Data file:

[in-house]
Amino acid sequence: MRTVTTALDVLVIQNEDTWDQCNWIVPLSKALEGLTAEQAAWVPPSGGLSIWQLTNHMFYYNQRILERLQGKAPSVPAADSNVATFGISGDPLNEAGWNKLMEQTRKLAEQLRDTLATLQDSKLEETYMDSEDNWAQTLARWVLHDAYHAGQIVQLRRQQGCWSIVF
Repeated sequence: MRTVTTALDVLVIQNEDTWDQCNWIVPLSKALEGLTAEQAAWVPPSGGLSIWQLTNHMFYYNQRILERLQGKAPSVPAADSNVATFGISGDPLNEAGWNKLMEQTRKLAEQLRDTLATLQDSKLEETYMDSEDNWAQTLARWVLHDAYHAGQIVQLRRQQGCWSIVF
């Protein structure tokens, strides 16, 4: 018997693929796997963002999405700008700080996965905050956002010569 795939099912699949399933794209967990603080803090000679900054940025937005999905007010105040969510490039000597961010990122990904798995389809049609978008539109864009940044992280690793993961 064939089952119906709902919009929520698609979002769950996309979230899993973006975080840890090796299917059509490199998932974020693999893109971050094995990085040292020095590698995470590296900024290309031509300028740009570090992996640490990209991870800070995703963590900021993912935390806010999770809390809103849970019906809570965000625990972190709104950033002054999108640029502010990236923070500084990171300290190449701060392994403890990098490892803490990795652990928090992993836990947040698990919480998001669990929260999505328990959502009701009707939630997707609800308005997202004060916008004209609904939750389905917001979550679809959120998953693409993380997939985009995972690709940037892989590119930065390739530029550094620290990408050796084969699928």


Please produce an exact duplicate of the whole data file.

[in-house]
Amino acid sequence: MRTVTTALDVLVIQNEDTWDQCNWIVPLSKALEGLTAEQAAWVPPSGGLSIWQLTNHMFYYNQRILERLQGKAPSVPAADSNVATFGISGDPLNEAGWNKLMEQTRKLAEQLRDTLATLQDSKLEETYMDSEDNWAQTLARWVLHDAYHAGQIVQLRRQQGCWSIVF
Repeated sequence: MRTVTTALDVLVIQNEDTWDQCNWIVPLSKALEGLTAEQAAWVPPSGGLSIWQLTNHMFYYNQRILERLQGKAPSVPAADSNVATFGISGDPLNEAGWNKLMEQTRKLAEQLRDTLATLQDSKLEETYMDSEDNWAQTLARWVLHDAYHAGQIVQLRRQQGCWSIVF
């Protein structure tokens, strides 16, 4: 018997693929796997963002999405700008700080996965905050956002010569 795939099912699949399933794209967990603080803090000679900054940025937005999905007010105040969510490039000597961010990122990904798995389809049609978008539109864009940044992280690793993961 064939089952119906709902919009929520698609979002769950996309979230899993973006975080840890090796299917059509490199998932974020693999893109971050094995990085040292020095590698995470590296900024290309031509300028740009570090992996640490990209991870800070995703963590900021993912935390806010999770809390809103849970019906809570965000625990972190709104950033002054999108640029502010990236923070500084990171300290190449701060392994403890990098490892803490990795652990928090992993836990947040698990919480998001669990929260999505328990959502009701009707939630997707609800308005997202004060916008004209609904939750389905917001979550679809959120998953693409993380997939985009995972690709940037892989590119930065390739530029550094620290990408050796084969699928």